Geographically speaking, the U.S. Postal Service's new East Bay Facility may be less than a dozen blocks south of the main post office in downtown Provo. However, as far as advantages in mail processing and expanded customer services go, the new building seems to make a world of difference.
The East Bay Facility, 936 S. 250 East, officially opened Monday to customers wanting to purchase stamps, rent post office boxes or deliver bags of bulk mail.
However, the real story is behind the scenes, or behind walls and out of sight from the average customer.
The building is the new site of mail processing for much of central and southern Utah - all cities with zip codes beginning with 845, 846 or 847.
The area - approximately 51,000 square miles with a population of 336,000 - is bounded by Provo in the north, Millard in the west, the Utah-Arizona border in the south and Carbon and Grand counties to the east.
Before Monday, mail processing was based in the Provo Post Office. But working arrangements had become overcrowded and sometimes hazardous, said Blaine W. Hess, Provo's manager of mail processing.
The main Provo office - now referred to as "the old post office" by local postal employees - totals only 19,000 square feet. Take away the window-service area, offices, post office boxes and all, and only about 8,500 square feet was available for mail processing.
The result was little working space, congestion and processing operations that came to a standstill while one phase was being completed on a certain machine before a second phase could be started on the same equipment.
The 63,000-square-foot East Bay Facility boasts 23,000 square feet of working space. Hess emphasized the size of the available space as he walked through the new work area Monday. "Our old building could fit in here alone."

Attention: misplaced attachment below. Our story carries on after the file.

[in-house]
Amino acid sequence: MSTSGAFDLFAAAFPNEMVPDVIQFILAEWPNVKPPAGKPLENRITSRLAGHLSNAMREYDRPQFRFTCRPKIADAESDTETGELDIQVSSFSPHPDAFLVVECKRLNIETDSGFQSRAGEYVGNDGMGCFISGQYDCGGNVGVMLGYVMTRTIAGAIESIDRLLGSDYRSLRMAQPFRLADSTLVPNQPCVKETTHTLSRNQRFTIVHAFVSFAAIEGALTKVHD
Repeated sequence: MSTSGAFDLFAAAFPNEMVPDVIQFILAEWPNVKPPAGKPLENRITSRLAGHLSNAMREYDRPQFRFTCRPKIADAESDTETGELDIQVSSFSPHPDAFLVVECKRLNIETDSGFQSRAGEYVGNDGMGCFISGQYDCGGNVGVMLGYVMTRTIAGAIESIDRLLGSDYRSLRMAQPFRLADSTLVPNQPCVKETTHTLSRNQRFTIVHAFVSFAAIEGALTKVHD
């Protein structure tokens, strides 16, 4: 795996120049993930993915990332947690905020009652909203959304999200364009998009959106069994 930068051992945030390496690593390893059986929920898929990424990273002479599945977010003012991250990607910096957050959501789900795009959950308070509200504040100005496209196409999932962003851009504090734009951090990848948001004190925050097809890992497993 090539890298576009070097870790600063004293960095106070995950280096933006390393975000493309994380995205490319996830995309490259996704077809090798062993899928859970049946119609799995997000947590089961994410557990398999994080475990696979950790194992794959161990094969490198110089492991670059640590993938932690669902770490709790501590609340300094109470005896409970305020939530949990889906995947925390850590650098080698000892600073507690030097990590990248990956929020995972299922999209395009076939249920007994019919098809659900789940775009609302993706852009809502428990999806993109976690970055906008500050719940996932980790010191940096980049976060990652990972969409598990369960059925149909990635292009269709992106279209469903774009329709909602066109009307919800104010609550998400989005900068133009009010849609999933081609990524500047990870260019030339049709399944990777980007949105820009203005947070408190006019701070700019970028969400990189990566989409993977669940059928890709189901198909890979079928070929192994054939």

In fact, sorting machines, canceling machines, pigeon-hole racks and loading carts occupy only about three-quarters of the working space for mail processing. Hess called the vacant areas "expansion space. He hopes that state-of-the-art optical-character readers, bar-code scanners and computerized forwarding machines can be added in the future.
An optical-character reader and bar-code sorter can sort up to 30,000 pieces of mail in an hour. Presently, mail processing in Provo is handled by six single-position letter-sorting machines, which combine to sort 24,000 pieces per hour.
Right now, mail that needs to be forwarded is sent to Salt Lake City, where new-address information is kept on computer files. That increases delays in forwarding mail.
State-of-the-art equipment for Provo is on hold, thanks to a federal spending freeze placed on the Postal Service's capital improvements.
While the new equipment remains part of a wish list, the East Bay Facility did benefit from receiving several more models of existing equipment to aid processing efforts. Add more machinery to the increased space, and the result is a more efficient use of time, people and equipment, Hess said.
Meanwhile, the East Bay Facility is more than just a "mail-processing factory," Hess said. "Everything you have done at the main office you can do here, with the exception of (pplying for) passports."
Other services include a half-dozen service windows, more than 1,370 post office boxes, several parcel-size boxes for distributing packages too large to fit in a customer's post office box, a bulk mail drop-off counter, and Provo's site for the day's latest postmark - the latter coming in handy on the April 15 deadline for filing income taxes.
Another plus is the new facility's East Bay location, which offers convenient access to I-15 for postal trucks coming from and going to all points throughout central and southern Utah, as well as to and from a major area distribution postal center in Salt Lake City.
Other benefits stem from the building's construction. Hess said the $3.4 million total price tag was nearly half of the original $6.75 million allotment first considered by the Postal Service.
With mail processing moved now to the East Bay Facility, the main Provo post office will now become the base for the city's regular carrier services. The postal annex, located in west Provo near I-15 and the present site of carrier services, will eventually be phased out, Hess said.